Director: Documentary film by Jonathan Karsh
MY Flesh and Blood got me thinking about saints, and how lucky we are that we never rubbed shoulders with them too closely.
It’s my hunch that many of them would not pass the documentary test.
On one reading Susan Tom is a saint. She is a single parent, divorcee and mother to 12 children.
Eleven of her children are physically or mentally disabled. And we are not talking small disabilities here.
Joe is 15. He has cystic fibrosis, suffered from chronic depression and attention deficit disorder.
Faith is eight. She is a severe burns victim with no hair and a badly damaged hand.
There are the twins who have no legs, a son who has dreadful genetic skin disease and then there is Margaret, 18, who is the only abled-bodied young person in the house.
Could Susan Tom be more heroic? Yes, when we find out that Margaret is her only child. The rest of Susan’s family has been adopted or fostered.
This film chronicles a year in the life of Susan Tom and her children.
It has great joys and relatively monumental triumphs, enormous domestic conflicts and great heartbreak.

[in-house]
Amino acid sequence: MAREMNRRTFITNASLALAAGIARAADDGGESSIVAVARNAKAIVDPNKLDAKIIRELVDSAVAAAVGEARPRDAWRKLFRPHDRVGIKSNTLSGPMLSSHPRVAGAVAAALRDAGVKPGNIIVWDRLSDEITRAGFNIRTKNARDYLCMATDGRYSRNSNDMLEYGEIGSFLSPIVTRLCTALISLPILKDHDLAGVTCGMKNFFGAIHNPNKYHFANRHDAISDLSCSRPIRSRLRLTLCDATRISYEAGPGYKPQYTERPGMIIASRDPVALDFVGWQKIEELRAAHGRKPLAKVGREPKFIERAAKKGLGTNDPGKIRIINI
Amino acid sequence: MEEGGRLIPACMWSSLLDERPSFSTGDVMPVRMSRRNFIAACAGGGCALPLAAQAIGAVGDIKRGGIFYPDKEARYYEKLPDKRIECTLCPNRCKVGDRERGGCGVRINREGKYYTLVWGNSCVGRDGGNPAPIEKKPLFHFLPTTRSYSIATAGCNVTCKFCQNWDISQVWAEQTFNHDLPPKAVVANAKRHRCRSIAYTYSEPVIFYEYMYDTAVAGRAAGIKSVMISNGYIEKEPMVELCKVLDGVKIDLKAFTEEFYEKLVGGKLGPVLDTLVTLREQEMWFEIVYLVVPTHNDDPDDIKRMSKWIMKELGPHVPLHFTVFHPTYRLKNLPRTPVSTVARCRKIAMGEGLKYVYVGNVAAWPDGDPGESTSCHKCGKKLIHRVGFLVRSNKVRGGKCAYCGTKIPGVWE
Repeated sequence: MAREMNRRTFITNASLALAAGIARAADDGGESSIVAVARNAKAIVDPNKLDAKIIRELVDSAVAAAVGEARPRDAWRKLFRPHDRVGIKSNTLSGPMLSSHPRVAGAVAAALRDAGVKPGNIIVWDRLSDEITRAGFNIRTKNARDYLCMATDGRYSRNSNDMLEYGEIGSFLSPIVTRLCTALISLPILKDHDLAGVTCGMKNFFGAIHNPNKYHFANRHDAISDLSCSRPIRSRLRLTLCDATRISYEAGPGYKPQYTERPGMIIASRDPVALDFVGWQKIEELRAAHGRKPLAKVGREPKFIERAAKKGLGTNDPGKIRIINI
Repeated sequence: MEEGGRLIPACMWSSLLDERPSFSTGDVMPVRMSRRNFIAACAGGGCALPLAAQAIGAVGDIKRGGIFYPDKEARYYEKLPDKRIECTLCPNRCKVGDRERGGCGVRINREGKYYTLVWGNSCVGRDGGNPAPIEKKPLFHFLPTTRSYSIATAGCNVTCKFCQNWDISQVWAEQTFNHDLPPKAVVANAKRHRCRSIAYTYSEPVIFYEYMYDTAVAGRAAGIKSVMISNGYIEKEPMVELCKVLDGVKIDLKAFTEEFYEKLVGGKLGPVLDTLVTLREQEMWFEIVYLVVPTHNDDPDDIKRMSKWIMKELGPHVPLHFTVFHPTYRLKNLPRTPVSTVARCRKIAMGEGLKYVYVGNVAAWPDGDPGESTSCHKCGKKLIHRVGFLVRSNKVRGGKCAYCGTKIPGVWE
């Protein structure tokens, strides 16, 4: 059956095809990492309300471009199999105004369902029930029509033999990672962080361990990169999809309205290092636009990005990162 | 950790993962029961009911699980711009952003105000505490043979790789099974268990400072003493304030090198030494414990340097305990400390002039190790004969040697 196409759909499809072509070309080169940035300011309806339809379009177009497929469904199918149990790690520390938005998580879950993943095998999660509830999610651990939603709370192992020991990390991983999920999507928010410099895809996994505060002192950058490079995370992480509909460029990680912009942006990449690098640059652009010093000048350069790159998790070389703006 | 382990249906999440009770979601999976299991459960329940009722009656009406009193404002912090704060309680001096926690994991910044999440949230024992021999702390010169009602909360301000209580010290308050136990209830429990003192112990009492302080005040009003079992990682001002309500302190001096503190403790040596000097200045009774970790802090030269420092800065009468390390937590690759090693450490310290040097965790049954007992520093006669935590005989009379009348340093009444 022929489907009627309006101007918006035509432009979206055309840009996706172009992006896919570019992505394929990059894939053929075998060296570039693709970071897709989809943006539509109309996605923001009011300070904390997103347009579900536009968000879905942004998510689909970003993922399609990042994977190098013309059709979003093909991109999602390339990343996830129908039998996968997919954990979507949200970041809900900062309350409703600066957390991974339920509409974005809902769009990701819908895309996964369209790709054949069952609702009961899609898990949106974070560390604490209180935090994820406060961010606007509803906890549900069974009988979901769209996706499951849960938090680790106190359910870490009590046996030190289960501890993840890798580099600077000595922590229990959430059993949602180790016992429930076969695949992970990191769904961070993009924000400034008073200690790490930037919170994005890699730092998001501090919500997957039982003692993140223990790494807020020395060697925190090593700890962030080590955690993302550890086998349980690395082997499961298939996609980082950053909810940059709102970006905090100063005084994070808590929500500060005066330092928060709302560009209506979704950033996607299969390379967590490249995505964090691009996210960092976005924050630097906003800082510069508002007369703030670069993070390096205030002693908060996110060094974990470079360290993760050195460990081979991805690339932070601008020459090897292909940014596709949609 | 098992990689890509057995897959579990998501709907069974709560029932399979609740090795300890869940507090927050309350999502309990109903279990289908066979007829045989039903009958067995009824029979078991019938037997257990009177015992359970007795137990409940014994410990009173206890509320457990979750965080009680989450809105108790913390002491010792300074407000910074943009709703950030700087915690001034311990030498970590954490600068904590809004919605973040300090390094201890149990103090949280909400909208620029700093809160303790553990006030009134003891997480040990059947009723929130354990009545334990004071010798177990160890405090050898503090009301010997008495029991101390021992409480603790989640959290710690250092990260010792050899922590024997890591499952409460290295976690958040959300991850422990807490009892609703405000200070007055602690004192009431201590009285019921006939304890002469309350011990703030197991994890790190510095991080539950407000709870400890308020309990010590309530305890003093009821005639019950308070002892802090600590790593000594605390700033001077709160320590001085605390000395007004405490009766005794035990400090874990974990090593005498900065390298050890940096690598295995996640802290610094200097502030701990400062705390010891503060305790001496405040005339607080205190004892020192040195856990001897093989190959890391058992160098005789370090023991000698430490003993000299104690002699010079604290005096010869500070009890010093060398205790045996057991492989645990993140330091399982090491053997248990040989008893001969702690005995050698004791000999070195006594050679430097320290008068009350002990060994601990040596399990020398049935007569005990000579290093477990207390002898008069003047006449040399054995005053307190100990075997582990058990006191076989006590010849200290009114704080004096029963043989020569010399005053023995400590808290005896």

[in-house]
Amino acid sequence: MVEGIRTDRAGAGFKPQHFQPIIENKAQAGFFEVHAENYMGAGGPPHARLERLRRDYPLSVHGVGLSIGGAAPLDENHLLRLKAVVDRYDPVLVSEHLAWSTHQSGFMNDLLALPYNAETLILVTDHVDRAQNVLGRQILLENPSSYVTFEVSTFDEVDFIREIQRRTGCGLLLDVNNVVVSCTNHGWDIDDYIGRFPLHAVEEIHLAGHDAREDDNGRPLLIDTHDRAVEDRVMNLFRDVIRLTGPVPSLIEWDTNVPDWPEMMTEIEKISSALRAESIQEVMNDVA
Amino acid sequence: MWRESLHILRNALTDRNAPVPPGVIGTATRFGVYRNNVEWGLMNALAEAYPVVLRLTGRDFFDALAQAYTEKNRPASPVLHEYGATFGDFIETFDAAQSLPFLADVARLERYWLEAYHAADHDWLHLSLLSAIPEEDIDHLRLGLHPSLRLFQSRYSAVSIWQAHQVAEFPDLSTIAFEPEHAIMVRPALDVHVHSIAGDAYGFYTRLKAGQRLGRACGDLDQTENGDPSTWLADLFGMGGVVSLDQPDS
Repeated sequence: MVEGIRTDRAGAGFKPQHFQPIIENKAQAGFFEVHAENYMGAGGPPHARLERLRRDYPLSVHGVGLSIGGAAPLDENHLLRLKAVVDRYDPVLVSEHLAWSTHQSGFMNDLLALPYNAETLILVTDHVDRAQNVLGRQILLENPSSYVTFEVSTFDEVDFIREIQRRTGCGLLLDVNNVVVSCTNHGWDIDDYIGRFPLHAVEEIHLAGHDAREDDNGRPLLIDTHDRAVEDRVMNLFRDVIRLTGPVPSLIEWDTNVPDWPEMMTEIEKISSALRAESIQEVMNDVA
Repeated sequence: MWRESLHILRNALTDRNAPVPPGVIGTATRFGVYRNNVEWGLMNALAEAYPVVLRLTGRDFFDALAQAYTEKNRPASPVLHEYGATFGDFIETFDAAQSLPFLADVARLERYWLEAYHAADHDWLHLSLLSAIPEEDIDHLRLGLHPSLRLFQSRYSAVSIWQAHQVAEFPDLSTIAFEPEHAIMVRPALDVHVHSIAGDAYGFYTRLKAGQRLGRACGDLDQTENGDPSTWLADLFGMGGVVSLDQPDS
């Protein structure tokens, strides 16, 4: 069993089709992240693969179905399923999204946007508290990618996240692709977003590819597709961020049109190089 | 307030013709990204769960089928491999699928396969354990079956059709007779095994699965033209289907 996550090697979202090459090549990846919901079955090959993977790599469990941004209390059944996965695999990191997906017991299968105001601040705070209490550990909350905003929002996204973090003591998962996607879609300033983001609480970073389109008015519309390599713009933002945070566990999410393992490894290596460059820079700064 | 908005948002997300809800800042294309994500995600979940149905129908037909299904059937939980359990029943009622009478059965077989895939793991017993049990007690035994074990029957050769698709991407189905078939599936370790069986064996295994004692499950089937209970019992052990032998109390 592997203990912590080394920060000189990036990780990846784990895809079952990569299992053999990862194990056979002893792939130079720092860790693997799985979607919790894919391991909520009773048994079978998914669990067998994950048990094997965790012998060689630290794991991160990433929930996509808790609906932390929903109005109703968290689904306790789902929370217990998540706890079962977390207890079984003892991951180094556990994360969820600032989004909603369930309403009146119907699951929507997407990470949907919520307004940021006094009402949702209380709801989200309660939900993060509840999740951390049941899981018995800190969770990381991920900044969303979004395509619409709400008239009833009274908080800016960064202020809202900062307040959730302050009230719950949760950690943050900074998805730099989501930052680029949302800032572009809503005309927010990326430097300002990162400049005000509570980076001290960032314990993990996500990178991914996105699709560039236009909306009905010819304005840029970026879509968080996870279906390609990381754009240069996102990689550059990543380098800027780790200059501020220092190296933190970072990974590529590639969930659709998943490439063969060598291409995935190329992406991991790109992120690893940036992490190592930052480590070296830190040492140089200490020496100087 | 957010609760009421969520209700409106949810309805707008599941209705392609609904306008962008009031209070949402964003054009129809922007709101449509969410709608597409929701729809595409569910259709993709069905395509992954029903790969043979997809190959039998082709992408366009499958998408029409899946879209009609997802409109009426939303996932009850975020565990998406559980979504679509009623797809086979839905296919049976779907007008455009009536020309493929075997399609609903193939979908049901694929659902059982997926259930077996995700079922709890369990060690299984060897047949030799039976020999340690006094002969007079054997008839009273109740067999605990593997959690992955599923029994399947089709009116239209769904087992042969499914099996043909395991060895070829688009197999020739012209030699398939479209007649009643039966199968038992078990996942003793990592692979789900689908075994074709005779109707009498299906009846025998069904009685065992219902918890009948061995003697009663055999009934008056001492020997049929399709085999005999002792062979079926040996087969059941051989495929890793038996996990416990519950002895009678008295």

Film-maker Jonathan Karsh loves this family enough to save us from feeling we are watching a modern version of a freak show, but raises and never settles many questions about what motivates Susan to take on the commitments she has.
See what I mean about sanctity? If we had access to some saints and could ask about their motivation and psychological profile, we might not think they should have been canonised.
Instead, we trust that “by their fruits we shall know them”. And on this score Susan Tom is marching into heaven well ahead of many of us.
Go and see this conflicted, arresting and inspiring film.